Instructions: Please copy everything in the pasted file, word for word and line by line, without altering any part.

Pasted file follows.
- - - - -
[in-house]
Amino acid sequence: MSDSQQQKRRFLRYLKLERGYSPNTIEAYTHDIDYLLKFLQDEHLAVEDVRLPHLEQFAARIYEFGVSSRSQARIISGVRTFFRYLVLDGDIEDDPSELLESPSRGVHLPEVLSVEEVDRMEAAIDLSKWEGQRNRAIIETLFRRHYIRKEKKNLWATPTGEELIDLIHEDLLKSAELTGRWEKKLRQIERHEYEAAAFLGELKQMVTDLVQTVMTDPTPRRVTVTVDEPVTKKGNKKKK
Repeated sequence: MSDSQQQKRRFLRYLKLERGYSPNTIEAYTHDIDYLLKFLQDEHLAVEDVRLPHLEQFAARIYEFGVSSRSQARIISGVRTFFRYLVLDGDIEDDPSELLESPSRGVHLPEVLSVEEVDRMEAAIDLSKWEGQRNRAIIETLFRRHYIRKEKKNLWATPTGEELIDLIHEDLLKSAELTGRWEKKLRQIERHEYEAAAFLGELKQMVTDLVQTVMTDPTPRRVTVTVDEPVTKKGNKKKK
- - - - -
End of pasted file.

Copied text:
[in-house]
Amino acid sequence: MSDSQQQKRRFLRYLKLERGYSPNTIEAYTHDIDYLLKFLQDEHLAVEDVRLPHLEQFAARIYEFGVSSRSQARIISGVRTFFRYLVLDGDIEDDPSELLESPSRGVHLPEVLSVEEVDRMEAAIDLSKWEGQRNRAIIETLFRRHYIRKEKKNLWATPTGEELIDLIHEDLLKSAELTGRWEKKLRQIERHEYEAAAFLGELKQMVTDLVQTVMTDPTPRRVTVTVDEPVTKKGNKKKK
Repeated sequence: MSDSQQQKRRFLRYLKLERGYSPNTIEAYTHDIDYLLKFLQDEHLAVEDVRLPHLEQFAARIYEFGVSSRSQARIISGVRTFFRYLVLDGDIEDDPSELLESPSRGVHLPEVLSVEEVDRMEAAIDLSKWEGQRNRAIIETLFRRHYIRKEKKNLWATPTGEELIDLIHEDLLKSAELTGRWEKKLRQIERHEYEAAAFLGELKQMVTDLVQTVMTDPTPRRVTVTVDEPVTKKGNKKKK